Open up your options.
You are the only one who can put limitations on what you do.  It may feel like you don't have options, but you do.
I love learning about jobs I've never heard of before.  Established ones like industrial designer, or new ones like social media expert.  There's so much out there it's hard to imagine how anyone can decide what's best for them without trying out a few first.

I really love those stories about people finding their true calling in a surprising way.  There's been lots of them lately with the recession; folks who were fired from an unfulfilling job who were then free to find their dream job.  Others find their calling later lin life, such as the late great Julia Child.

It is true that if you have a passion, and follow it, you can find a way to make a living doing it.  It's not just a childlike expectation, it's what happens everyday to those who are wise enough to find the power of their own choices.

Thoughts for my fellow and future MDs out there:
- First know that there are many many many other jobs in health care that puts you directly in front of patients in every possible setting:  for example nurse practitioners and physician assistants work in clinics, hospitals, and surgical rooms alongside physicians doing very much the same type of work.  You spend a fraction of the time in training and work much more reasonable hours.
-  In college you can major in anything and still go to medical school, as long as you take the pre-requisite classes.
- You can take time off for other pursuits in between training steps and not be at any disadvantage (ie after college, or after med school).  Many places see it as a bonus if this life-experience you gained makes you more well rounded.
- Your school or residency or fellowship program may have the option of non-traditional schedule for your training.  For example, you might take time off (many months) and make up for it.  Or you might prefer to stretch out your training but work half the time.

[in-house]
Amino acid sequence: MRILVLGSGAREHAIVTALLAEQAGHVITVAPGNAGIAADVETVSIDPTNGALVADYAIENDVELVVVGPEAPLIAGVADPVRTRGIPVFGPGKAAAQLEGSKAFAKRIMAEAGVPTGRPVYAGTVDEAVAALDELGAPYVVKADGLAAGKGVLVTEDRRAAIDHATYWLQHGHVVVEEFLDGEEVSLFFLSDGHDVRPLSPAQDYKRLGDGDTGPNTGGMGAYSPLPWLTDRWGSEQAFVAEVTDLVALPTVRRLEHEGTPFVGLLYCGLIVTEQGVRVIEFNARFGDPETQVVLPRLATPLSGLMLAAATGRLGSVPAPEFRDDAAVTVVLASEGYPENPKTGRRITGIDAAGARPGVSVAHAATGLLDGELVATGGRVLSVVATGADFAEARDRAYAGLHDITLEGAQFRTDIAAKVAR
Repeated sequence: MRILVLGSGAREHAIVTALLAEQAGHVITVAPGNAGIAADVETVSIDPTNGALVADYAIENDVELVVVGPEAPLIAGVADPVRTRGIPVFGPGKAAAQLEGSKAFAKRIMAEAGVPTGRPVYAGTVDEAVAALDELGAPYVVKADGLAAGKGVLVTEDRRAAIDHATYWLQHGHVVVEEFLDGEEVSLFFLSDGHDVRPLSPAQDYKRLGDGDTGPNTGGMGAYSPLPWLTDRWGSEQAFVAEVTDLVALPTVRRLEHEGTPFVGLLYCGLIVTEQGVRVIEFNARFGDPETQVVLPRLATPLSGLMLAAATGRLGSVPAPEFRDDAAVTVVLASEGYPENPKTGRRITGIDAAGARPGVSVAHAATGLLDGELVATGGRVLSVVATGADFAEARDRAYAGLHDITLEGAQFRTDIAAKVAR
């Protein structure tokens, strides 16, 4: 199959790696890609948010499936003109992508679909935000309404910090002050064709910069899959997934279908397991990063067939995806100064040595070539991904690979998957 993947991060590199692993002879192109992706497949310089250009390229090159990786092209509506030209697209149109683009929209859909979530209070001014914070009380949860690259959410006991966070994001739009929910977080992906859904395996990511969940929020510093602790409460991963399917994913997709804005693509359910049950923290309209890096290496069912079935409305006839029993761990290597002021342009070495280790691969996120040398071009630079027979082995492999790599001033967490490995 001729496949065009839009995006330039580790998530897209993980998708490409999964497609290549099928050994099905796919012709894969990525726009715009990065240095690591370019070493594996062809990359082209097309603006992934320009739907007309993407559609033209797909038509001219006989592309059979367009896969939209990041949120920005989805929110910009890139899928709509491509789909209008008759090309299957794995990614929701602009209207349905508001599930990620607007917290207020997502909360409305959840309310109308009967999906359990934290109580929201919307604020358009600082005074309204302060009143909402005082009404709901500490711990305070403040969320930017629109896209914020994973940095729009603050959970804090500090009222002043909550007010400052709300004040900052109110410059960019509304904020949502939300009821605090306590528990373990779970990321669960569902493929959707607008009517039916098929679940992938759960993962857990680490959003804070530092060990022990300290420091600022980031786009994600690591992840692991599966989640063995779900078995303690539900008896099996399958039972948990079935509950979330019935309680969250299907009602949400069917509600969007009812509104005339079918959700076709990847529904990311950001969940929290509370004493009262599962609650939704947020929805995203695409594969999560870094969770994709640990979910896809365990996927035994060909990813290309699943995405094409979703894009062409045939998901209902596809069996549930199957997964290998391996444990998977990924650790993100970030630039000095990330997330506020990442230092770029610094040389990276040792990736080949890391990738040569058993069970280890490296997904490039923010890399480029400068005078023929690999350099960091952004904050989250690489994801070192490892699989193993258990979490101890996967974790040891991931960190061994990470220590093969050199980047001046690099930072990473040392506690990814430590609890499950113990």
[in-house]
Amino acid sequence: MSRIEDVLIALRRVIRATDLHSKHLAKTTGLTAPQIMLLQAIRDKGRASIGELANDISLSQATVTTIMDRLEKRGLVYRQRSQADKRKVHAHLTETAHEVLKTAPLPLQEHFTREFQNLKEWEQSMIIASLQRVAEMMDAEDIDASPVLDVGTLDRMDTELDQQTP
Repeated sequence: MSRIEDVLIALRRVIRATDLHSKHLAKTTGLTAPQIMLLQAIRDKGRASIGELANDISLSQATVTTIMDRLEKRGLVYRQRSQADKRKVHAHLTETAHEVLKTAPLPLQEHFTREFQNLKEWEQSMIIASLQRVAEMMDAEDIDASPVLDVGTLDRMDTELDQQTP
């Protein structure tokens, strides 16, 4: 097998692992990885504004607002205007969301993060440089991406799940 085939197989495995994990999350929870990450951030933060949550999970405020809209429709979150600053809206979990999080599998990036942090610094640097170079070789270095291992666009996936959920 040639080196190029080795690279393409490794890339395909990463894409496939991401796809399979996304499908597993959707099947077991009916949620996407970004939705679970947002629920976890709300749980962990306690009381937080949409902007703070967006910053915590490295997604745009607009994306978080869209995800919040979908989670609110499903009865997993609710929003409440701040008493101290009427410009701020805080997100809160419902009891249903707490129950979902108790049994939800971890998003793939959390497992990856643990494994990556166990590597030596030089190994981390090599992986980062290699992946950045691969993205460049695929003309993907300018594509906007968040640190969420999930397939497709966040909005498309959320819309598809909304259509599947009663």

- Fellowship is not necessary to have a great and successful career.  Do it only if you are truly inspired by that subspecialty field, not because you feel you need more training.
- In fellowship, know that you don't have to work in a lab in order to do great scholarly work.  There's clinical research, advocacy programs, and teaching/curriculum development to consider as well.
- Jobs are very flexible.  We are lucky that there is a steady demand for doctors.  This allows for great flexibility in what type of work you want to do.  Don't just sign up for whatever job offers come your way.  Think first what you want (location, patient population, clinical setting, research demands, hours, call), then go after exactly that.  Don't settle for the next logical step in your path, define it yourself.
- Locum tenens and moonlighting work is super easy to find and buys you time to find your dream job.
- Know that you can use your MD in many ways besides clinical.  You may prefer to do research, work for pharmaceutical company, do consulting work, public health, politics, education, etc...